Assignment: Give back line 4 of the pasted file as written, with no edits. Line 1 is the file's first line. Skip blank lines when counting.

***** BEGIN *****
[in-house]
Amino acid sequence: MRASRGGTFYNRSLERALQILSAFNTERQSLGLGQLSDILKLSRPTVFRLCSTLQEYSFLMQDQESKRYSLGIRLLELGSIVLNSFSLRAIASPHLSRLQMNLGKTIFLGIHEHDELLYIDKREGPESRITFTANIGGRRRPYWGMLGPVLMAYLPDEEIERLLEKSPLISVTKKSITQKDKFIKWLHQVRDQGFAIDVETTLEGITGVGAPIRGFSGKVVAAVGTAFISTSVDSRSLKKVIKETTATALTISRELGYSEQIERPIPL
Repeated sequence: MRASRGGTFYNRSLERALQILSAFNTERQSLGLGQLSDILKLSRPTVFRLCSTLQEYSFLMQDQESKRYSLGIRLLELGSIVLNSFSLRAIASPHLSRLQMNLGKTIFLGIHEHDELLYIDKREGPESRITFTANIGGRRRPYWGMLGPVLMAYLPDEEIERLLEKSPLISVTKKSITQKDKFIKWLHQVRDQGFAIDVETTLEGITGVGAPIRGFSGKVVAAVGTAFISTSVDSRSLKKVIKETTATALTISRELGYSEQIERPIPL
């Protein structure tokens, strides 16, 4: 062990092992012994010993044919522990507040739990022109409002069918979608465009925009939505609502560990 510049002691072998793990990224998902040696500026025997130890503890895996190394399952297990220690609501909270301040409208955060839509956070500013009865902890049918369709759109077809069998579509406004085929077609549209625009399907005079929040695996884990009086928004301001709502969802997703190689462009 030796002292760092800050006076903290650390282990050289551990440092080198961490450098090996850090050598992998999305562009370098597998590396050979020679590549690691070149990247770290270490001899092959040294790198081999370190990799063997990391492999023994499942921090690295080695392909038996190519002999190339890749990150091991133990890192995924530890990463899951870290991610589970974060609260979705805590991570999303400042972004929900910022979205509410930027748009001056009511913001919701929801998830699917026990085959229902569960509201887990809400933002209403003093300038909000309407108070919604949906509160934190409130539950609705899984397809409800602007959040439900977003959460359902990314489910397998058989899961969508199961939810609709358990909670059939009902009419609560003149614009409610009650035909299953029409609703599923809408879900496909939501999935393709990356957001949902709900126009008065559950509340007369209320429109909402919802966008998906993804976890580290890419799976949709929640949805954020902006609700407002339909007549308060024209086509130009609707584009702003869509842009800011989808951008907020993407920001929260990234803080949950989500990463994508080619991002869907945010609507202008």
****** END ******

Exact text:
């Protein structure tokens, strides 16, 4: 062990092992012994010993044919522990507040739990022109409002069918979608465009925009939505609502560990 510049002691072998793990990224998902040696500026025997130890503890895996190394399952297990220690609501909270301040409208955060839509956070500013009865902890049918369709759109077809069998579509406004085929077609549209625009399907005079929040695996884990009086928004301001709502969802997703190689462009 030796002292760092800050006076903290650390282990050289551990440092080198961490450098090996850090050598992998999305562009370098597998590396050979020679590549690691070149990247770290270490001899092959040294790198081999370190990799063997990391492999023994499942921090690295080695392909038996190519002999190339890749990150091991133990890192995924530890990463899951870290991610589970974060609260979705805590991570999303400042972004929900910022979205509410930027748009001056009511913001919701929801998830699917026990085959229902569960509201887990809400933002209403003093300038909000309407108070919604949906509160934190409130539950609705899984397809409800602007959040439900977003959460359902990314489910397998058989899961969508199961939810609709358990909670059939009902009419609560003149614009409610009650035909299953029409609703599923809408879900496909939501999935393709990356957001949902709900126009008065559950509340007369209320429109909402919802966008998906993804976890580290890419799976949709929640949805954020902006609700407002339909007549308060024209086509130009609707584009702003869509842009800011989808951008907020993407920001929260990234803080949950989500990463994508080619991002869907945010609507202008």